In our globalized world, artisans and crafters have been increasingly isolated from the global markets fast evolution. The triple role of the artisan as a designer, producer and marketer has disappeared. Before the explosion of the tourist sector, the personal and direct relationship with the costumer allowed them be connected with the changing needs and tastes of the public. Nowadays, artisans are being pushed out of the cultural context.
Given this situation, the figure of the designers appears as an intermediary between producers and consumers. However, this relationship have been often fraught with exploitation. The westernized vision on clothing making have hidden the work of the artisans repeatedly in the luxury fashion industry. It has been a common practice among designers to travel to the global south, to countries like India or Namibia. Back home, they usually feel “inspired” to launch designs that recreate patterns that they got to know back in their travel. These practices lack respect for the hours of work, cultural techniques and process that the design is inherently attached to. There are multiple examples, in 2019 Nike was forced to cancel the launch of one of their classic shoes because the Guna community in Panama claimed that the design was part of their traditions and it was protected. Dior replicated the traditional jackets of a Romanian community without permission.
This ongoing and profitable cultural appropriation from the luxury fashion industry could be repaired by building a co-creative relationship between artisans and designers. The need of an ethical approach has been the beginning of different initiatives by social enterprises with the will of creating employment and defending crafters’ skills globally. Fashion supposes an universal language, it is the perfect platform to reappraise local economies, creating sustainable and ethical jobs and giving the value that artisan’s skills deserve.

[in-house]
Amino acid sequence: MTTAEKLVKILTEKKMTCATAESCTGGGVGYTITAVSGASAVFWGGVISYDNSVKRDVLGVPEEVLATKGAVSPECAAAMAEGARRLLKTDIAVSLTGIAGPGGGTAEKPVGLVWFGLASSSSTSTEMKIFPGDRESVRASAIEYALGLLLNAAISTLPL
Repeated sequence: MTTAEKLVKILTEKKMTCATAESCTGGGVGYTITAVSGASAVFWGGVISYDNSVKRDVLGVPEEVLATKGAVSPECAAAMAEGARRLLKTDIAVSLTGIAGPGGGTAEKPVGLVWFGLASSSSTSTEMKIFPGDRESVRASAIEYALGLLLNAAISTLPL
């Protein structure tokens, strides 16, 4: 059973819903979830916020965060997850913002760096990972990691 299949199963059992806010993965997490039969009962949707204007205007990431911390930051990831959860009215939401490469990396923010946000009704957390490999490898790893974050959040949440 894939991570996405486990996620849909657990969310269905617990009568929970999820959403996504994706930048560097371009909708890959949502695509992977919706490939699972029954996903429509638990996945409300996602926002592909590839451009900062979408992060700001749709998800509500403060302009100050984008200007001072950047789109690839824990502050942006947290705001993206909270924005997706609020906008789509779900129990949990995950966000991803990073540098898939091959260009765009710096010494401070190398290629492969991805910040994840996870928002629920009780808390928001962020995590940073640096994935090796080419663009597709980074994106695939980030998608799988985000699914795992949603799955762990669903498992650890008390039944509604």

There have been already created multiple guides to work ethically with artisans, but there is a common agreement on the key takeaways. Thus being the necessity to build an equal relationship crafter-designer, acknowledging the impact that these practices have on artisans communities and being able to evaluate the potential consequences of the final result. Designers should be able to step back during the artisan design process while introducing new techniques and designs. It is important that the designer understands the benefits of collaboration. It is an opportunity to offer authentic products, to support traditions that globalism is destroying, and to revitalize the labour market in impoverished regions.
As customers it is important to become increasingly more culturally sensitive, we should be able to recognise and point out when brands are just stealing from communities. It is also crucial our role as customers while buying crafts from these artisans. Even though it is common to think that those goods are expensive, we need to leave behind the parameters that the fast fashion industry so well implemented in us. There are many hours and work in a piece that deserves to be fairly paid.
Climate change and the path to sustainable practices seem to position artisan fashion as a fairer, kinder and logical way. It gives to culture the importance it deserves, it protects and celebrates the many artisan techniques that are disappearing. Artisan fashion is part of the many ways that you can implement slow fashion in your life. Everybody can participate in the ethical fashion movement, we should talk more about these issues with the people close to us, we should be able to call out fashion brands that culturally appropriate. We can find out local artisans and support them, we can become more conscious consumers.